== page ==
I cried and cried and cried some more. Great book.
Anonymous More than 1 year ago
Worth the read. This one will stick with me for awhile
Christine_Kohler More than 1 year ago
A raw honest look at an unsympathetic character (Mean Girl) who is depressed and contemplates suicide. A stunning debut. I read this book on an ARC tour.
Anonymous More than 1 year ago
I loved this book. In my opinion its absolutely amazing.
Anonymous More than 1 year ago
Great read
Anonymous More than 1 year ago
This book has the most damned unlikeable main character, but hell if I didn't come around by the end. Nothing about the conclusion is terribly surprising, but the journey there definitely has a few twists. Worth a read.
Anonymous More than 1 year ago
This book was really good. It was wonderfully eritten with chapters taking place at different times but it all came together in the end. I personally was not surprised at who the narrator was but i wont spoil it. Read this book.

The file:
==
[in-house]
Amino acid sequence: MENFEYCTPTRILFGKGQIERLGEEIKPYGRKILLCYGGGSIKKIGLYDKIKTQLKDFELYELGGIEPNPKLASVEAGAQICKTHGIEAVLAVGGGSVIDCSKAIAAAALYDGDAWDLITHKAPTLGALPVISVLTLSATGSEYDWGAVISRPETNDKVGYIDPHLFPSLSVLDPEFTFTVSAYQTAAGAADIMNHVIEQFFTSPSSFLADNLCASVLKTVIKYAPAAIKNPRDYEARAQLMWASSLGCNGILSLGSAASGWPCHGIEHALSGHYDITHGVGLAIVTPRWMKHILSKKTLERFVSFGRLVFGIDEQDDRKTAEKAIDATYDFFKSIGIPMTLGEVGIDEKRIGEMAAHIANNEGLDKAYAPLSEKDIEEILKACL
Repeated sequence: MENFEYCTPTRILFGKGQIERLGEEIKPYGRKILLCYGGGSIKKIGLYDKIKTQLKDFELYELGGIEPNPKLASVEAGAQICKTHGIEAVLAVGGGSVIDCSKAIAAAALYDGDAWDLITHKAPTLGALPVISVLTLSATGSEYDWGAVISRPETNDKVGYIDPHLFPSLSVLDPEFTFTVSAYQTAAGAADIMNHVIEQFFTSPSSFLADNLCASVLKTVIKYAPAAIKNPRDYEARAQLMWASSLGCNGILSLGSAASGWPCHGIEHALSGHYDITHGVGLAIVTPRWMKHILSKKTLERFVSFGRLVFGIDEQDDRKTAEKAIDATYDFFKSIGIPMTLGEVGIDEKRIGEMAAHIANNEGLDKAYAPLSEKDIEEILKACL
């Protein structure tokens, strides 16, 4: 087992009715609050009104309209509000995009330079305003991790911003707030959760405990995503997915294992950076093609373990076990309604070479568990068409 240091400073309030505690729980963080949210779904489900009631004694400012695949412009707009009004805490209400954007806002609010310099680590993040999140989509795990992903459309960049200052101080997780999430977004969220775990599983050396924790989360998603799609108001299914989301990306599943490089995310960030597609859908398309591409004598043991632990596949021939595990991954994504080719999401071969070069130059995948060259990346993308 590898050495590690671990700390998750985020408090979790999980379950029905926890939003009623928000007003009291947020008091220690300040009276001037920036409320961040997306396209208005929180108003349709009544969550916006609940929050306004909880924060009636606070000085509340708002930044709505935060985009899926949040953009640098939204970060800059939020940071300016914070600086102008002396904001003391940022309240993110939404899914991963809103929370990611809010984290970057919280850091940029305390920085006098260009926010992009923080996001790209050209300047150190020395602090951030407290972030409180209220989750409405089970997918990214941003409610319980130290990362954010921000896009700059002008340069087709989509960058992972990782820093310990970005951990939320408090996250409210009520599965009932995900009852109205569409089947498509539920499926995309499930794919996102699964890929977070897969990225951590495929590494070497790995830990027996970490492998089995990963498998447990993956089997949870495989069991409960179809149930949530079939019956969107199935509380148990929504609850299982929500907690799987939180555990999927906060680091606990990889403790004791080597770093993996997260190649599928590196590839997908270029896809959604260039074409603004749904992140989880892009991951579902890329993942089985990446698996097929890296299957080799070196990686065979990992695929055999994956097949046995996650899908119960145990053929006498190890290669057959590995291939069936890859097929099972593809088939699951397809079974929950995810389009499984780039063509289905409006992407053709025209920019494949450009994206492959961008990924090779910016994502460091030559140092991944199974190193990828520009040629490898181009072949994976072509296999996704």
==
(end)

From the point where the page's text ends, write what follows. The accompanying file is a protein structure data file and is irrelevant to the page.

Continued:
Anonymous More than 1 year ago
I highly recommend this one. Beautiful, unique style of the writing, with a lovely portrayal of the facade teenagers put on for one another. If you're a fan of Gayle Forman, John Green, David Levithan, or Jay Asher this book will soon be favorite. I read it all in one long 6 hour sitting because I just couldn't put it down.
Anonymous More than 1 year ago
BlkosinerBookBlog More than 1 year ago